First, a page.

If you're unsure what a rainbow should look like in
a photo, do a search of photos in stock image sites on Google.
Here's one site, and there are literally millions more. It seems
there are also a million and one ways a rainbow can appear, so be
Preset: #Hoods - Instant Rainbow
This preset creates a great instant rainbow on an 800 x
800 image. For other sizes it's as good as instant, because you will
soon get the hang of changing the settings as described below.
Choose a photo or any other image to which you want
to add a rainbow. For now, start with the default settings of 800 x
800 and play around afterwards. The smaller the image, the greater
the adjustments you will have to make.
Add a new transparent layer. Don't fill this
Open Plugin Galaxy and bring up the Presets list
with the F2 key. Choose the "#Hoods - Instant Rainbow" preset, which
should be listed near the top. You will see the rainbow as shown in
the cropped screenshot below. If this is what you want, click OK and
go straight to Working
in your Graphics Program.
Adjustments to the preset:
On the Edge layer: the Size and Smooth
sliders work together to create the rainbow arc. You will need to
adjust both to suit the size of your image.
On the Rainbow layer: adjust the color
rotation by moving the Angle slider.
Adjusting the position: a partial, offset
rainbow can often be more effective than a full semicircle.
Theoretically, you can position the rainbow anywhere you want to,
but it's very fiddly trying to get the exact same random coordinates
for both layers involved. However, the good news is you can use the
fixed positions provided to quickly and easily change the position
of the rainbow to get a right or left quarter circle as seen in the
header photo of the pelican.
Working in your Graphics
- Use your program's scaling tool/function (Ctrl T in Photoshop)
to size the rainbow to your requirements, and to move it to where you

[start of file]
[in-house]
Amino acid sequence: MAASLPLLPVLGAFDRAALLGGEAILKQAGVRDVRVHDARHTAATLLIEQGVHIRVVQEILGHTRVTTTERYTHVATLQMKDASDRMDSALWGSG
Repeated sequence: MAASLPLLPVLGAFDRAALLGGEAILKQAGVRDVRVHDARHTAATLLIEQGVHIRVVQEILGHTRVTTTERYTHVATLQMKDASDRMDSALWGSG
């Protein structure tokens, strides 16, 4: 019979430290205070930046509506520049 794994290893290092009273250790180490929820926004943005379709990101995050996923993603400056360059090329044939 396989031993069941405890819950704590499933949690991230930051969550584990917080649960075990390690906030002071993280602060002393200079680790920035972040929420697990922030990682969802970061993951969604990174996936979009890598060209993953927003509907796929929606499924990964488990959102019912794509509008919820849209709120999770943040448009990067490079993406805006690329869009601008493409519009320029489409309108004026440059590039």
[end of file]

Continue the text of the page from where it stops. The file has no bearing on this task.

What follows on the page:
- Adjust the opacity of the rainbow layer in the layer palette to your taste and
requirements. Using the Overlay blend mode can
improve the rainbow's appearance in some circumstances - try it.
(You can of course set blend modes and opacity from within Plugin
Galaxy, but it's more successful for this exercise to do it
- Blur the rainbow with Gaussian blur, only if you want to, to your taste and
- Lastly, use the eraser :
- with a soft, large brush setting at low opacity, to gently and
gradually erase parts of the rainbow where it should fade into the
image below - e.g. parts of the clouds, and/or
- with a smaller, opaque brush to remove any parts of the
rainbow which you want to appear behind something in the photo. e.g.
the rainbow over the pelican was erased where it fell across the
bird's head and beak.
- You should end up with a very
nice rainbow in a few minutes.
- The secret to creating a rainbow with broader bands yourself
(from within Plugin Galaxy) is reducing the Frequency of the
Rainbow slider to a low number, then decreasing the values of the
Size and Smooth sliders on the Edge layer contents. What you will
see on the Preview screen is a very tiny rainbow, with "fatter"
bands. When you scale this up and blur it outside Plugin Galaxy, you
will get a nice broad rainbow. See below.
- Once you have the size you want, use the Angle slider back on
the Rainbow layer to get the correct spectrum of colors. Click OK.
- Back in your graphics program, deselect, then scale the rainbow
up, Gaussian blur and otherwise modify things as necessary.
- Using Presets: If you are working on a large (high res)
photo/image - i.e. one that's significantly bigger than 800 x 800 -
the quickest, easiest way to get a broad band rainbow is to:
- Make an 800 square or 400 square empty selection on the
transparent layer above the photo, and open Plugin Galaxy.
- Apply either the 800 Full or the 800 Half preset to an 800
- Apply either the 400 Full or the 400 Half preset to a 400
- NB: the smaller the square selection you use, the
more you will have to scale the rainbow up, and the broader the
bands will be.
- You can see zoomed out screenshots of the stages used to get
the rainbow used for the
photo below which, in its original size, is a 1700 x 1200 shot.